Fasting, Good or Bad?
Fasting is practiced quite widely around the world. It is considered an integral part of the Indian culture and tradition and is also a religious practice among some religions. However, it is important to understand the concept and principles behind this practice in order to fully benefit from it.
Upavasa- Fasting in Ayurveda
Ayurveda describes fasting as ‘Upavasa’, defined as the abstinence from all the four forms of food; chewing, licking, swallowing, and drinking.
According to original Sanskrit Ayurvedic writings, ‘Fasting is the secret of well-being’. The writings suggest that health seekers should,
“Chikitsatam vyadhikaram pathyam sadharanam aushadam prayshitam prakritisthapanprashanam itaman“
“individuals ought to eliminate everything that is disruptive, that is not completeness, by that which is reasonable for the person, utilizing methods and arrangements to re-establish the person, to re-build Prakriti (nature of your body) and appease that which is helpful for well-being”.
Principle of fasting
The doshas (humors) in the body, especially those in the Amashaya (digestive viscera) reduce the intensity of the digestive fire. This is said to cause digestive impairment, production, and piling up of metabolic toxins (Ama) which block the minute channels of the body, causing innumerable diseases.
Fasting is a powerful approach to ignite the digestive fire that burns away all accumulated toxins that are saturated in the body and mind. During fasting, the absence of food in the viscera brings about digestion of the metabolic toxins, kindles the digestive fire, and removes the blockage in the channels.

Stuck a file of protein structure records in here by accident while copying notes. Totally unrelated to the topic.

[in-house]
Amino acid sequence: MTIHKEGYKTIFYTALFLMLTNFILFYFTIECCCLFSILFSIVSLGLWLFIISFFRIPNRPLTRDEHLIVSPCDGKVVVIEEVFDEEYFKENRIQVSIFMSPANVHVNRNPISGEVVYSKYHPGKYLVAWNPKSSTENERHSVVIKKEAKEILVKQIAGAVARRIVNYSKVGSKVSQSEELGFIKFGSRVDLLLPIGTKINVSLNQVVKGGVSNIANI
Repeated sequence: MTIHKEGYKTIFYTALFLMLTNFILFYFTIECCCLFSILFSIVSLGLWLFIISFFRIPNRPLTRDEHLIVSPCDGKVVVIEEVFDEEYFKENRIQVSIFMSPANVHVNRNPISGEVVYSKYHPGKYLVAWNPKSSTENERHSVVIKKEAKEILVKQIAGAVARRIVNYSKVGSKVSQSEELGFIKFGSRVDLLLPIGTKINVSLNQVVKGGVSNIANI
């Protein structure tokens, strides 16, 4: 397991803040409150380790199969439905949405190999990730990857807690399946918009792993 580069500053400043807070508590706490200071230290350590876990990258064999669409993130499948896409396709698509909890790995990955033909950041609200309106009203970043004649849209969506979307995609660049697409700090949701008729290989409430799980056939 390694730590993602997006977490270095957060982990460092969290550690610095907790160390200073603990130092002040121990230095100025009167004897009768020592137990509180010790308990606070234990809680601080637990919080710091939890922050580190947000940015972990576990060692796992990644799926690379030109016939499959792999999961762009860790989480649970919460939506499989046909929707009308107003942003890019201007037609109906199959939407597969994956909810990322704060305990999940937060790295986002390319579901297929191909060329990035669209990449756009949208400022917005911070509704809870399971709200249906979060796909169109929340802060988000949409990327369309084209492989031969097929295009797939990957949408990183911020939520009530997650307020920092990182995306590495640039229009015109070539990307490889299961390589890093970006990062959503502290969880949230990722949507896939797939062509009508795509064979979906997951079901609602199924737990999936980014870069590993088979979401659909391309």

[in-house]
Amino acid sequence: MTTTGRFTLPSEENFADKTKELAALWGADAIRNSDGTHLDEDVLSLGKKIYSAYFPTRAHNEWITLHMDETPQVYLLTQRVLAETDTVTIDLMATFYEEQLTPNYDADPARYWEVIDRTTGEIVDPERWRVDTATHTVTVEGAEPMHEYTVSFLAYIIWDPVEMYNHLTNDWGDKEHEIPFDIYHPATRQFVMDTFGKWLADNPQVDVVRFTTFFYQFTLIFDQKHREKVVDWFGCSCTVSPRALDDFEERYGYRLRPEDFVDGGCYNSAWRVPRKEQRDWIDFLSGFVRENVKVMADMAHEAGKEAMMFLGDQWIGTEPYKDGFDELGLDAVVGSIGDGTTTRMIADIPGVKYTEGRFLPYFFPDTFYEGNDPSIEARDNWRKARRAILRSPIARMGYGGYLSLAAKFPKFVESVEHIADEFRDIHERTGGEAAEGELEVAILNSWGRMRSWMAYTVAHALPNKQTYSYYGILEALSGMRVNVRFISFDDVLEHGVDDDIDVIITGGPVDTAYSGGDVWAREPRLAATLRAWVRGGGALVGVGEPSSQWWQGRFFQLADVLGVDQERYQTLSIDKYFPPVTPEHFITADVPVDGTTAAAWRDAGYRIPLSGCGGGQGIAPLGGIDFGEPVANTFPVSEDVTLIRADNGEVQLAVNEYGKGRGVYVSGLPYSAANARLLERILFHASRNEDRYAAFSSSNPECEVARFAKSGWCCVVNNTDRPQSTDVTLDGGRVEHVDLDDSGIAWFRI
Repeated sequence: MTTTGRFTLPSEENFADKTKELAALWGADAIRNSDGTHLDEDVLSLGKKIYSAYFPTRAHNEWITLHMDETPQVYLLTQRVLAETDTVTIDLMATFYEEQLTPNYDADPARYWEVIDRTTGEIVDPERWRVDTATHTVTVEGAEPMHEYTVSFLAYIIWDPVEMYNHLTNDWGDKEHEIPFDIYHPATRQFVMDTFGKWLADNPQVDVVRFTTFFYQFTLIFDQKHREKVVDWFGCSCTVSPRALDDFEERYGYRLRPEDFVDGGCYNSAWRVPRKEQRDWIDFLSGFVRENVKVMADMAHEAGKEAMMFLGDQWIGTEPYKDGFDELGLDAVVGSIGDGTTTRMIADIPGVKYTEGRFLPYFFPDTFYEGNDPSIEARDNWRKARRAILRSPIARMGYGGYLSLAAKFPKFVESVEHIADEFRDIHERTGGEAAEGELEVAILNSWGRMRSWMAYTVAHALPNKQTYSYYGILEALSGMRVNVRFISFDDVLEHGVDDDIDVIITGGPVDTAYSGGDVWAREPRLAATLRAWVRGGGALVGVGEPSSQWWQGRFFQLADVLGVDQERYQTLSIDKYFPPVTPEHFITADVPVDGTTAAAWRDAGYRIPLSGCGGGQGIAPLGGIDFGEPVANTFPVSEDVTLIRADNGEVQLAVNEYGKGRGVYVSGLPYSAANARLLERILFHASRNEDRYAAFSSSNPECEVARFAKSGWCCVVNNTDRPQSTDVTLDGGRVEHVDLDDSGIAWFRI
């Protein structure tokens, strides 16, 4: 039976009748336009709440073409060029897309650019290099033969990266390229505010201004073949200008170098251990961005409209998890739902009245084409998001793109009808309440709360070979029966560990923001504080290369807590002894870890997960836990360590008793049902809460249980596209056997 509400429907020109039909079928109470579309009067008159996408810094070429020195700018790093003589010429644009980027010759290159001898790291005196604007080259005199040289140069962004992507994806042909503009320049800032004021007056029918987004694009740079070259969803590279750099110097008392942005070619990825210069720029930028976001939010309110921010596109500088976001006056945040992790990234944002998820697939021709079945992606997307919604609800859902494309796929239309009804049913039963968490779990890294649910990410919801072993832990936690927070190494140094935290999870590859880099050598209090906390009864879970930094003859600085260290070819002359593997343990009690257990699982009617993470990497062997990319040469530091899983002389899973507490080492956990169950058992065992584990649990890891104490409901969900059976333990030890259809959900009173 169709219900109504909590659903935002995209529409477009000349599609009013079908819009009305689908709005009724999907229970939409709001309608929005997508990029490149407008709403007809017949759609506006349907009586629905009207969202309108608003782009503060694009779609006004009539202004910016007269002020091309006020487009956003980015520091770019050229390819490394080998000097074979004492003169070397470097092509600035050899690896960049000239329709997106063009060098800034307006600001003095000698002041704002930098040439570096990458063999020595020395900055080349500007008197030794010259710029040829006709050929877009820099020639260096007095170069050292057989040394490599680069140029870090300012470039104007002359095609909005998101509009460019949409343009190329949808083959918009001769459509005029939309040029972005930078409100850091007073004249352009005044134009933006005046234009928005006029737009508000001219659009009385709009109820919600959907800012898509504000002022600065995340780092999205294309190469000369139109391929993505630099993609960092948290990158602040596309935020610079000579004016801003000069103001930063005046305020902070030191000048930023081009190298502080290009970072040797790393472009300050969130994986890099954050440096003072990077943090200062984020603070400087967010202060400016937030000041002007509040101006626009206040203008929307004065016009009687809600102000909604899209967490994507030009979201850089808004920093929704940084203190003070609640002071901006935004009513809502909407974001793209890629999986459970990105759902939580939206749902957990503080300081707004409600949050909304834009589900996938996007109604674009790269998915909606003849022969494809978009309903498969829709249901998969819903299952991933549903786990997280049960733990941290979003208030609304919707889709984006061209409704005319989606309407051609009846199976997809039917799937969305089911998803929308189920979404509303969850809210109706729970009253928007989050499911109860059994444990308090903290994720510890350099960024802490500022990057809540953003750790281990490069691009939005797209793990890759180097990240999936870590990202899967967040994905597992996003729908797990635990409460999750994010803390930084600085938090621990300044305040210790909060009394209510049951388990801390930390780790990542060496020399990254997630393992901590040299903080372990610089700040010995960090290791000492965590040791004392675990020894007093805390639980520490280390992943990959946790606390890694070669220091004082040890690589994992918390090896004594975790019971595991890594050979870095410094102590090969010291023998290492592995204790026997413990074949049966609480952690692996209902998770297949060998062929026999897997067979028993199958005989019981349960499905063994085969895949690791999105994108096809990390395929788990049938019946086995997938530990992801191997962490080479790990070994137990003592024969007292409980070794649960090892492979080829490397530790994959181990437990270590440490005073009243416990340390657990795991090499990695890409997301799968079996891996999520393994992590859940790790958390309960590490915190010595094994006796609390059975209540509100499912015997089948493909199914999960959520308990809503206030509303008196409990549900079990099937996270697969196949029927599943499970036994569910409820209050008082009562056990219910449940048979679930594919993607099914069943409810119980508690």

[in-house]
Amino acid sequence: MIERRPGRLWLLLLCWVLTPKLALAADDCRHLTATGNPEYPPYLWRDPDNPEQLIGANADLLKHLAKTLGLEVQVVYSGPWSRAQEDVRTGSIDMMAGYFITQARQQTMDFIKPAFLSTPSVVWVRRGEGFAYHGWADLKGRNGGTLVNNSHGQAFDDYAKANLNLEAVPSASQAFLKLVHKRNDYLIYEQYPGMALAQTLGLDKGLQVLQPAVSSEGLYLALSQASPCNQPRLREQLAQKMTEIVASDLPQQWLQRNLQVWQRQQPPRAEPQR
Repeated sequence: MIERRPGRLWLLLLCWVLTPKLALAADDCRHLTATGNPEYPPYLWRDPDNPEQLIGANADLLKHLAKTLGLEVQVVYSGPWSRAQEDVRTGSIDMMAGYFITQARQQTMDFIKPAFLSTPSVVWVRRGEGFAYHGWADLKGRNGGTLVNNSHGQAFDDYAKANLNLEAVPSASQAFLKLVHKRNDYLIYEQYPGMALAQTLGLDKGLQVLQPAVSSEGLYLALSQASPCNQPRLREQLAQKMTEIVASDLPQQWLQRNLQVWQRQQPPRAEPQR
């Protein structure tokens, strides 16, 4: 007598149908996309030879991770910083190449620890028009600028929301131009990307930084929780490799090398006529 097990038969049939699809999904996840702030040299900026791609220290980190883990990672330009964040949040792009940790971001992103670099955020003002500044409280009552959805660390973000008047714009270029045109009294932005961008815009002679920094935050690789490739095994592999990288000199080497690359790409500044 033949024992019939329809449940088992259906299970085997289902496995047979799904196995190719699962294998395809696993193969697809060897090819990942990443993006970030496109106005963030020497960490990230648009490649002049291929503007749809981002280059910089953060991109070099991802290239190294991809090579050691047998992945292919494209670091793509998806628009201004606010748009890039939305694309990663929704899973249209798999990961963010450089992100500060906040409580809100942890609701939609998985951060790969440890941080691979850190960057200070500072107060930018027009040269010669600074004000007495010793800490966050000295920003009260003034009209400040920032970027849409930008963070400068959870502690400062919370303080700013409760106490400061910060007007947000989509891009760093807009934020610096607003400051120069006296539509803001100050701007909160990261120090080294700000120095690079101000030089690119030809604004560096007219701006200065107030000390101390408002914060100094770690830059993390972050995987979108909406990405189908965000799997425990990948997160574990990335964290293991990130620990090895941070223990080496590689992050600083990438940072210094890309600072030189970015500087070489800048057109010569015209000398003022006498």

Process of fasting
- According to Ayurveda, the time and sort of fasting are based on the body type of an individual. It relies on the Vaya (age), Agni (fire), Kala (season), and Dosha of the person (Vata, Pitta, and Kapha).
- The doshas are found to have unique metabolic activities where Kapha is slow, pitta is fast, and vata is considered to have variable metabolism.
- Ayurveda states Spring (Shishira Rutu) as the best time for fasting, according to which the cold and moist period from the end of February onwards, is exceptionally appropriate.
- Long haul fasting can hamper health and therefore as suggested in Ayurveda, short-term fasting like once a week at a similar time or a few days every month is effective.
TREATMENT OF DISEASES
The therapeutic importance of fasting is recommended in few diseases, when the disease manifests due to the accumulation of toxins (Ama) in the digestive system (Amashaya):
- Fever– referred to as ‘Jwara’, results due to blocked channels causing loss of appetite and perspiration.
- Digestive disorder: diarrhea, abdominal pain, vomiting
- Other illnesses– Obesity, irregular menstruation and infertility.
Fasting should be administered and performed in a systematic way and under medical supervision. The few circumstances where fasting is inadvisable are:
- Vata predominant disorders like heart diseases, asthma, etc.
- Old, young individuals and pregnant women.
- Those who experience excessive hunger, thirst.
- Those with emotional extremities like anxiety, etc.
FASTING AND HEALTH
As per Ayurvedic texts:
रोगास्तस्यापहर्तारः श्रेयसो जीवितस्य च|
“Health is the best source of virtue, wealth, gratification and emancipation while diseases are destroyers of this (source), welfare and life itself.”
Ayurveda considers health as a state of equilibrium, but in today’s world, health is compromised due to increasing lifestyle changes and exposure to several toxic substances. It is thus essential to cleanse and eliminate the body from these toxins in order to boost immunity and well as promoting healthy lives. Lifestyle practices that incorporate medically supervised fasting, reduce the risk of chronic disease disorders but more importantly promote health and well-being.
Adiga, H., Hebbar, K., & Adiga, R. (2019). ‘Fasting’ the Forgotten Fortune of Fitness and Ayurveda. Indian Journal Of Public Health Research & Development, 10(11), 2481. DOI: 10.5958/0976-5506.2019.03980.9